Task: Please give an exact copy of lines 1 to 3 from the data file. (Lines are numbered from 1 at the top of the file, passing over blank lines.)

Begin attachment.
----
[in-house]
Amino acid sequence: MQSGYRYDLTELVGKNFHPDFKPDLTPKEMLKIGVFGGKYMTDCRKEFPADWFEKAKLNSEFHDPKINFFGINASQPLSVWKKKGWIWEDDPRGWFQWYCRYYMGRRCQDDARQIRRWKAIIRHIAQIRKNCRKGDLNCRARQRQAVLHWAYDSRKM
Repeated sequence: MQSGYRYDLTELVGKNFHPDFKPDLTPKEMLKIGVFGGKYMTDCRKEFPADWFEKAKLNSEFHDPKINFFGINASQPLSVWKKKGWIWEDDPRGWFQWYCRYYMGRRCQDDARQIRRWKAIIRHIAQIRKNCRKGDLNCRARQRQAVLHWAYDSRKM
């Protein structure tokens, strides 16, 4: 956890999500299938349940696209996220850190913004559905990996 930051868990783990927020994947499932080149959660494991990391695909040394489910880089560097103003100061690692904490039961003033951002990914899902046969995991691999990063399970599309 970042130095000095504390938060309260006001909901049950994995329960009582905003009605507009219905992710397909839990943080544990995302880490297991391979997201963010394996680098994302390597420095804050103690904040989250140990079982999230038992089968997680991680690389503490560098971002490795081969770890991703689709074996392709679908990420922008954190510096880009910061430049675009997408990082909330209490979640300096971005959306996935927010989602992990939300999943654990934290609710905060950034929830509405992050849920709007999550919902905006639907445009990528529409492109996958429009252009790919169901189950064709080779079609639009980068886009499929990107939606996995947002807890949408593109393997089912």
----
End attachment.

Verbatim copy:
[in-house]
Amino acid sequence: MQSGYRYDLTELVGKNFHPDFKPDLTPKEMLKIGVFGGKYMTDCRKEFPADWFEKAKLNSEFHDPKINFFGINASQPLSVWKKKGWIWEDDPRGWFQWYCRYYMGRRCQDDARQIRRWKAIIRHIAQIRKNCRKGDLNCRARQRQAVLHWAYDSRKM
Repeated sequence: MQSGYRYDLTELVGKNFHPDFKPDLTPKEMLKIGVFGGKYMTDCRKEFPADWFEKAKLNSEFHDPKINFFGINASQPLSVWKKKGWIWEDDPRGWFQWYCRYYMGRRCQDDARQIRRWKAIIRHIAQIRKNCRKGDLNCRARQRQAVLHWAYDSRKM